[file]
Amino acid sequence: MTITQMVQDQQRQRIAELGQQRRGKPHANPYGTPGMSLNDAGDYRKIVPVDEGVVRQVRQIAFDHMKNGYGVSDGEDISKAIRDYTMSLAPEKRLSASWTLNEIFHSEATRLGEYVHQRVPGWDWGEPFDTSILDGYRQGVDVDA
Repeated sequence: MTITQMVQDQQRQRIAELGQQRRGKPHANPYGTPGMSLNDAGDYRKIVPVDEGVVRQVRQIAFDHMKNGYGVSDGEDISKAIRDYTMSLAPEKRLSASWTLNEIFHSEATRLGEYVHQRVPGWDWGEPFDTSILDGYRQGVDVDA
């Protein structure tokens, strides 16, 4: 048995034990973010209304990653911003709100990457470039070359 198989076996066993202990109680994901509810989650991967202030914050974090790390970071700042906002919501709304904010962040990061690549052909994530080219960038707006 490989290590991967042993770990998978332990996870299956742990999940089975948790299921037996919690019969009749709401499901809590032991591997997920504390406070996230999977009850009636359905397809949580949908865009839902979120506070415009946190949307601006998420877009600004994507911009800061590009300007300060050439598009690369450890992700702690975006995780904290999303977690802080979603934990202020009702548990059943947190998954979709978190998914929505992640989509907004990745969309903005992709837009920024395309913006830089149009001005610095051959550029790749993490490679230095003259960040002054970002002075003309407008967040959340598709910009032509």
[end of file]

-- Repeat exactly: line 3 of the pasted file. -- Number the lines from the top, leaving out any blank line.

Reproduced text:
């Protein structure tokens, strides 16, 4: 048995034990973010209304990653911003709100990457470039070359 198989076996066993202990109680994901509810989650991967202030914050974090790390970071700042906002919501709304904010962040990061690549052909994530080219960038707006 490989290590991967042993770990998978332990996870299956742990999940089975948790299921037996919690019969009749709401499901809590032991591997997920504390406070996230999977009850009636359905397809949580949908865009839902979120506070415009946190949307601006998420877009600004994507911009800061590009300007300060050439598009690369450890992700702690975006995780904290999303977690802080979603934990202020009702548990059943947190998954979709978190998914929505992640989509907004990745969309903005992709837009920024395309913006830089149009001005610095051959550029790749993490490679230095003259960040002054970002002075003309407008967040959340598709910009032509």